B&D Partners v. Pastis
NOT RECOMMENDED FOR FULL-TEXT PUBLICATION File Name: 06a0330n.06 Filed: May 9, 2006 No. 05-5954 UNITED STATES COURT OF APPEALS FOR THE SIXTH CIRCUIT
) ) ) Plaintiff-Appellee, ) ) v. ) ) JACK PASTIS and CHANTANA S. ) WALKER, d/b/a/ Classic Restoration, ) Inc., ) ) Defendants-Appellants. _______________________________________)
ON APPEAL FROM THE UNITED STATES DISTRICT COURT FOR THE WESTERN DISTRICT OF TENNESSEE
Before: MOORE and GIBBONS, Circuit Judges; SHADUR,* District Judge. KAREN NELSON MOORE, Circuit Judge. In the underlying suit, the district court granted the summary judgment motion of Plaintiff-Appellee B&D Partners ("B&D") after Defendants-Appellants Jack Pastis and Chantana S. Walker, d/b/a Classic Restoration, Inc., failed to file a response. The defendants appeal the district court's subsequent denial of their motion for relief from judgment under Federal Rule of Civil Procedure 60(b)(1). Because the neglect of the defendants' attorneys was not excusable under Rule 60(b)(1), we AFFIRM the district court's denial of the motion for relief from judgment.
The Honorable Milton I. Shadur, United States District Judge for the Northern District of Illinois, sitting by designation.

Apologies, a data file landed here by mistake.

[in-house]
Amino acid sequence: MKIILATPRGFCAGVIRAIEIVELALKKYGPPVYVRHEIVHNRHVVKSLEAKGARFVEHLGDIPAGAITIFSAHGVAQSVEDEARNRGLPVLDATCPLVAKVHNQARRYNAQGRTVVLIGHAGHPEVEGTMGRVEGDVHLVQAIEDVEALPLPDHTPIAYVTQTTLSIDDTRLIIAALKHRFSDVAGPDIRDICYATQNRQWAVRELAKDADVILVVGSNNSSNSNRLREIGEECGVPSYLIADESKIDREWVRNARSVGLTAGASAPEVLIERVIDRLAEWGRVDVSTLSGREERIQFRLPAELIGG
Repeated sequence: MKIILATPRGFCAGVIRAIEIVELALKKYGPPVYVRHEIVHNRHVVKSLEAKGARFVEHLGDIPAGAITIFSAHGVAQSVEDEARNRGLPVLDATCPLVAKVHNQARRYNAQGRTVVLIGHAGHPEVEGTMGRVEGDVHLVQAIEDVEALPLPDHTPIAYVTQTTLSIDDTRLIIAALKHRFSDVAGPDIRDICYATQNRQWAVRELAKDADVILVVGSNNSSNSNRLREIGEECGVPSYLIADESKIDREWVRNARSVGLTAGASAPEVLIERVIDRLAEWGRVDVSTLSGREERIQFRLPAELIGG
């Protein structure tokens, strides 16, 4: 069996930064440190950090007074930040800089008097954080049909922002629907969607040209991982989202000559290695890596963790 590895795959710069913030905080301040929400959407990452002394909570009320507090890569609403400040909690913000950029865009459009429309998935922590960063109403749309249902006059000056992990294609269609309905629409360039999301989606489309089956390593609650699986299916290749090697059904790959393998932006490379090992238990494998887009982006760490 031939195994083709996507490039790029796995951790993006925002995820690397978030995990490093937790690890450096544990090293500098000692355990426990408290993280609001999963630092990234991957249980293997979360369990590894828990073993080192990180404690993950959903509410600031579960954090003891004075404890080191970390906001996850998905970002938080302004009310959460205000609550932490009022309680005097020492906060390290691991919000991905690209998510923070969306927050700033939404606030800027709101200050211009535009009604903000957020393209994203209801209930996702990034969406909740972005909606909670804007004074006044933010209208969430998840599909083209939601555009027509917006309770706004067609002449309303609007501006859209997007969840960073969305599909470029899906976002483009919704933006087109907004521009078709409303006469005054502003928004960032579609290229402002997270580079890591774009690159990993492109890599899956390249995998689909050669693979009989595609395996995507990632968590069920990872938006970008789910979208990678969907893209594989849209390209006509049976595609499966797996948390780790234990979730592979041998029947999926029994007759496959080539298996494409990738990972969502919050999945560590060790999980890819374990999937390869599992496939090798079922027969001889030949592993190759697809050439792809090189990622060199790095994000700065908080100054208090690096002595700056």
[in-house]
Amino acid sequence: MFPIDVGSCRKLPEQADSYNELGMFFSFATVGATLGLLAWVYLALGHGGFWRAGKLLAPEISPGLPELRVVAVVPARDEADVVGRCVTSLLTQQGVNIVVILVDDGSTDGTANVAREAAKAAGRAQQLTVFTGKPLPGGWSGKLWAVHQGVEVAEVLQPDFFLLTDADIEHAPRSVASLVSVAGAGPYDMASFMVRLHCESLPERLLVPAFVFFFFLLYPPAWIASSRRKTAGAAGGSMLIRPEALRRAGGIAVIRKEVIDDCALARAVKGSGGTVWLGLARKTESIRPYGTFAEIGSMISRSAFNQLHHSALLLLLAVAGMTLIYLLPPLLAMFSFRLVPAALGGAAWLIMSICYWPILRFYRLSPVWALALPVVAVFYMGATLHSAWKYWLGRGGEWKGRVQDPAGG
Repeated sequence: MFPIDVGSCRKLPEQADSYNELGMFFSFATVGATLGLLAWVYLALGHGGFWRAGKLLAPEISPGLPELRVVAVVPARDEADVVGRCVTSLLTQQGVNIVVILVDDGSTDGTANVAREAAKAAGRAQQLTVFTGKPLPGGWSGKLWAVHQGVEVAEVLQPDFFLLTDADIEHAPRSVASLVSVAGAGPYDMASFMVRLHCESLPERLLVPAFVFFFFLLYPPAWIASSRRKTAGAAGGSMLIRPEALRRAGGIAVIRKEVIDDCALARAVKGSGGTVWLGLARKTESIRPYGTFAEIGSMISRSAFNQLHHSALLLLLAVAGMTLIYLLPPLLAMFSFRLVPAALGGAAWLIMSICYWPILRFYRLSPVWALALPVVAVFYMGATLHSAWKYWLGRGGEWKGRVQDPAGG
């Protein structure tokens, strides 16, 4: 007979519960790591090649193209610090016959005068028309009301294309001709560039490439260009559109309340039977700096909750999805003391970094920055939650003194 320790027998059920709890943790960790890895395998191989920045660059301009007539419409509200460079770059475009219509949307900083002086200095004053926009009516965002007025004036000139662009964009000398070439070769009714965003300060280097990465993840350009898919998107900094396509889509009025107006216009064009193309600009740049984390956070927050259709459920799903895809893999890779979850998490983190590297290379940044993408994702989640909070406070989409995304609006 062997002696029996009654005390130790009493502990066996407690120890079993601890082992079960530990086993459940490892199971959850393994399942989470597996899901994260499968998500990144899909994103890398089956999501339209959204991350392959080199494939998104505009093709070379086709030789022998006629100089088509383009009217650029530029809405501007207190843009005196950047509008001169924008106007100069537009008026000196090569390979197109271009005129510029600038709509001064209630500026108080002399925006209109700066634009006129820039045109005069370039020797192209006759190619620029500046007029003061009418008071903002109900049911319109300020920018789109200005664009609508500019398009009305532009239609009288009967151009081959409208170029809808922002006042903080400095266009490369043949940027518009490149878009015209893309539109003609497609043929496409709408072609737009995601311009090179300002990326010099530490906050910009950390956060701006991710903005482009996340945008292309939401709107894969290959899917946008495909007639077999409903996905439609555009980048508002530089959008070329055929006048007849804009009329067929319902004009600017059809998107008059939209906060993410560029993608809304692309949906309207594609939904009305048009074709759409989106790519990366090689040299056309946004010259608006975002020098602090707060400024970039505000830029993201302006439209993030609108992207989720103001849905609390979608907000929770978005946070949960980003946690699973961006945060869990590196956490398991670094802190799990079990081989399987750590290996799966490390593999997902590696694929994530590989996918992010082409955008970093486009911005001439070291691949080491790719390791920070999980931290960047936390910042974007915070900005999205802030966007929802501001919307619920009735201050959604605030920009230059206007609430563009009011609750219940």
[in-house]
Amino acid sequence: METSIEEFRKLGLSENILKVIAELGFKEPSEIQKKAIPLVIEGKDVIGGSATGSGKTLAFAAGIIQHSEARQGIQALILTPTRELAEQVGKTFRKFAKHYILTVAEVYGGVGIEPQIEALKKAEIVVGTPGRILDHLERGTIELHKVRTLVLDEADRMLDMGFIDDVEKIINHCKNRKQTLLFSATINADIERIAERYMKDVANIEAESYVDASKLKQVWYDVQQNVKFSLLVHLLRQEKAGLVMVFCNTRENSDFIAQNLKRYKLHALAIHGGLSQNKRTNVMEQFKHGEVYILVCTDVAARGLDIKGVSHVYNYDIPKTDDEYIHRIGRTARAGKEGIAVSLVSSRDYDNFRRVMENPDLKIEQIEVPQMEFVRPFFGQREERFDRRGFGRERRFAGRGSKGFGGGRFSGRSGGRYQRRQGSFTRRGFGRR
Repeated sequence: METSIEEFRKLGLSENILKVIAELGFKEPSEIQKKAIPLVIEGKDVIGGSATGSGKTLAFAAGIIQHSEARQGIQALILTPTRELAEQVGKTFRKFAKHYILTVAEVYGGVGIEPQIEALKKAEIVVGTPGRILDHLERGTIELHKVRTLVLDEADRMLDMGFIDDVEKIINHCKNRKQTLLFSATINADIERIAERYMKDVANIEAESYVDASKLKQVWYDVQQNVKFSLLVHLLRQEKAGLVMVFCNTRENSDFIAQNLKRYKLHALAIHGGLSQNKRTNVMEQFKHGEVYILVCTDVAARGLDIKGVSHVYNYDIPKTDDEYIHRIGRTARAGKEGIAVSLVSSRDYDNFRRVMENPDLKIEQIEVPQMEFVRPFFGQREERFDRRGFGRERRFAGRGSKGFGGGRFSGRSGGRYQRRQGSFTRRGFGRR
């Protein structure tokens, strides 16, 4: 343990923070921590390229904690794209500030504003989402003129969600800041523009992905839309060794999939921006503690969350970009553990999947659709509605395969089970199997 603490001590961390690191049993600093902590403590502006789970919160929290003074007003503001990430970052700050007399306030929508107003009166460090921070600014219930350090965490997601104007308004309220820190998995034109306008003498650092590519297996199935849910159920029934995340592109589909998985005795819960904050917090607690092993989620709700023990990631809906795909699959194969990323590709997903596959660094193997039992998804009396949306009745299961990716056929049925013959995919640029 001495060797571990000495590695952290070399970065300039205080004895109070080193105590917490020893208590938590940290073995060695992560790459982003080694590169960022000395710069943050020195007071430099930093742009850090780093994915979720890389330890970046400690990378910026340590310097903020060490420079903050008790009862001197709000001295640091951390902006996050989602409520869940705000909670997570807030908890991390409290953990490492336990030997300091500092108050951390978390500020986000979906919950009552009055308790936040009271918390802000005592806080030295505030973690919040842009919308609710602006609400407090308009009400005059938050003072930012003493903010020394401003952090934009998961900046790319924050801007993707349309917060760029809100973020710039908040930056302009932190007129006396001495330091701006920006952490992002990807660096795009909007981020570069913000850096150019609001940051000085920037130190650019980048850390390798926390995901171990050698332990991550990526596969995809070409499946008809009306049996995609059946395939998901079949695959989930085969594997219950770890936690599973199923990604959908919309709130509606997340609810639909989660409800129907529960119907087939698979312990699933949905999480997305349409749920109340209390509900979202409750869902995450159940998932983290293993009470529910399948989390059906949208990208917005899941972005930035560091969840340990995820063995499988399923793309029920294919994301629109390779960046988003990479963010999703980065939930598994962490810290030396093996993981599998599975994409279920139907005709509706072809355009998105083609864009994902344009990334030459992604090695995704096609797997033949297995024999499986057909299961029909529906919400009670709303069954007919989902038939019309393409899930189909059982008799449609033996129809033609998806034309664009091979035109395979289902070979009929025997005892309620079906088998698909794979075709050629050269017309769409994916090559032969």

I. BACKGROUND After B&D initiated this suit under state law in a Tennessee court, the defendants removed the case to federal court on the basis of diversity of citizenship.1 The defendants were represented by T.K. Moffett ("Moffett") and Russell Rice, Jr. ("Rice"). Moffett, a Mississippi attorney, had recruited Rice, a Tennessee attorney, to serve as local counsel in the lawsuit. Rice was the defendants' counsel of record. On January 6, 2005, B&D moved for summary judgment. At the same time, and in support of the motion, B&D served each defendant with a request for admissions. The defendants' response was due on February 10, 2005. See W.D. TENN. CIV. R. 7.2(a)(2); Joint Appendix ("J.A.") at 154 (Dist. Ct. Order at 4). The defendants did not respond to either the motion or the requests for admissions. The district court thus deemed admitted the matters set forth in the requests for admissions and, on April 6, 2005, issued an order granting summary judgment to B&D. On April 26, 2005, the defendants moved for relief from the judgment pursuant to Rule 60(b)(1) on the basis of their attorneys' neglect. The district court denied the motion, and the defendants now appeal. II. ANALYSIS We review the denial of a Rule 60(b)(1) motion for abuse of discretion. Burrell v. Henderson, 434 F.3d 826, 831 (6th Cir. 2006). "A lower court abuses its discretion when it relies on clearly erroneous findings of fact, improperly applies the law, or uses an incorrect legal standard." Eglinton v. Loyer (In re G.A.D., Inc.), 340 F.3d 331, 334 (6th Cir. 2003). "In reviewing an order denying Rule 60(b) relief, we have no occasion to review the underlying judgment . . . .